MARKET TALK: It is time to innovate the way projects are financed
Chiradeep Deb, Managing director and head of corporate finance, Mashreq
■ Low oil prices continue to squeeze contractor cash flow and banks need tighter due diligence under current scenario to on-lend
■ After a tough period of two years, banks are in a much healthier position
■ There are not enough long-dated assets in the region positioned to attract institutional investors
■ New legislation can be used to open up new pools of long-term funding
What impact have lower oil prices had on corporate finance in the region?
“On government-led project financings, we have moved from a period where budgetary allocations funded infrastructure projects, to a point where governments are asking contractors to bid along with a financing package. It is a 180-degree shift.
“Banks now have to understand more details around the budgetary support that is funding a project. Contractors have to be studied with respect to order book, margins on awarded projects, other liabilities they carry and whether they will be able to sustain themselves if one of their projects does not go to plan. So the onus is on banks more than ever to carry out an in-depth due diligence.”
What issues must you consider when providing finance to a construction contractor?
“Many issues are reviewed before we sign on the dotted line. Paymaster and sponsor risk is paramount, whether it is a government entity or the private sector with a track-record, in order to derive comfort on promptness of payment.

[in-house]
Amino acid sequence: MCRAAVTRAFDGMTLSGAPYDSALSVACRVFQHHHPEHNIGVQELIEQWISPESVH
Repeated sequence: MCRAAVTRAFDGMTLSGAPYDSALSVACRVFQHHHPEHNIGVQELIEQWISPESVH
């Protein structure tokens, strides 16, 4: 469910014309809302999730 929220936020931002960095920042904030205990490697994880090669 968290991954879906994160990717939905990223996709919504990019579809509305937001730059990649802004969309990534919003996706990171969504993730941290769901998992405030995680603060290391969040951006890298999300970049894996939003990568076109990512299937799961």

There are a handful of paymasters in each sector and we know the underlying credit profile and payment terms. From a technical stand point, we review the complexity associated with the project along with the potential contractor’s profile. We follow what is going on in the construction sector closely and monitor what is coming, such as order books, cancelled projects and bonds called.”
Are we facing a liquidity shortage?
“The straightforward answer is no. However, the liability mix in the banking system is slated to undergo a shift as the cost of borrowing gradually moves away from a decade of low interest rates. Depositors find it expensive to leave free float around and so banks have to make sure their liability management is more proactive by tapping various liquidity buckets along the curve.
“On the asset side, credit growth has been muted for the past three years, with single-digit year-on-year growth. Banks have continued to recycle their capital. This period has allowed banks to weed out a lot of dead wood in their credit portfolios. Banks are a lot healthier today and ready for the uptick in spending that is foreseen over the next couple of years, especially in the UAE.”
What alternative financing options are available?
“In the past couple of years, project sponsors have directed contractors to bid with project financing packages. But raising finance is a challenge. Contractors’ balance sheets are loaded with contingent liabilities and cash is encumbered by banks in lieu of performance guarantees that are issued. If you load up contractors with debt, you reduce their financial flexibility and over time they will lose ability to bid competitively.